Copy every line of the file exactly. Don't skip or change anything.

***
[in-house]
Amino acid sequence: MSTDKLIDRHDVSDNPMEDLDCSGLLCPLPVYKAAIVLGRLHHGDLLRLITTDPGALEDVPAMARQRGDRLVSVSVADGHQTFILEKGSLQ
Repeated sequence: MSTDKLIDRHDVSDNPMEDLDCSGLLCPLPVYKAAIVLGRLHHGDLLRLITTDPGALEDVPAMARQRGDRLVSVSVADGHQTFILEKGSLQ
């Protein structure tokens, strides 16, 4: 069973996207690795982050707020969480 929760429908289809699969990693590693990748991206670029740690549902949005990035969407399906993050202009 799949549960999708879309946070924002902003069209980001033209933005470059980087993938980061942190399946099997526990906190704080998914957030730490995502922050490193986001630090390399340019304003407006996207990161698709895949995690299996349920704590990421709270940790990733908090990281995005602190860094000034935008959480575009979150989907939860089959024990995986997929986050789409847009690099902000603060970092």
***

[in-house]
Amino acid sequence: MSTDKLIDRHDVSDNPMEDLDCSGLLCPLPVYKAAIVLGRLHHGDLLRLITTDPGALEDVPAMARQRGDRLVSVSVADGHQTFILEKGSLQ
Repeated sequence: MSTDKLIDRHDVSDNPMEDLDCSGLLCPLPVYKAAIVLGRLHHGDLLRLITTDPGALEDVPAMARQRGDRLVSVSVADGHQTFILEKGSLQ
């Protein structure tokens, strides 16, 4: 069973996207690795982050707020969480 929760429908289809699969990693590693990748991206670029740690549902949005990035969407399906993050202009 799949549960999708879309946070924002902003069209980001033209933005470059980087993938980061942190399946099997526990906190704080998914957030730490995502922050490193986001630090390399340019304003407006996207990161698709895949995690299996349920704590990421709270940790990733908090990281995005602190860094000034935008959480575009979150989907939860089959024990995986997929986050789409847009690099902000603060970092």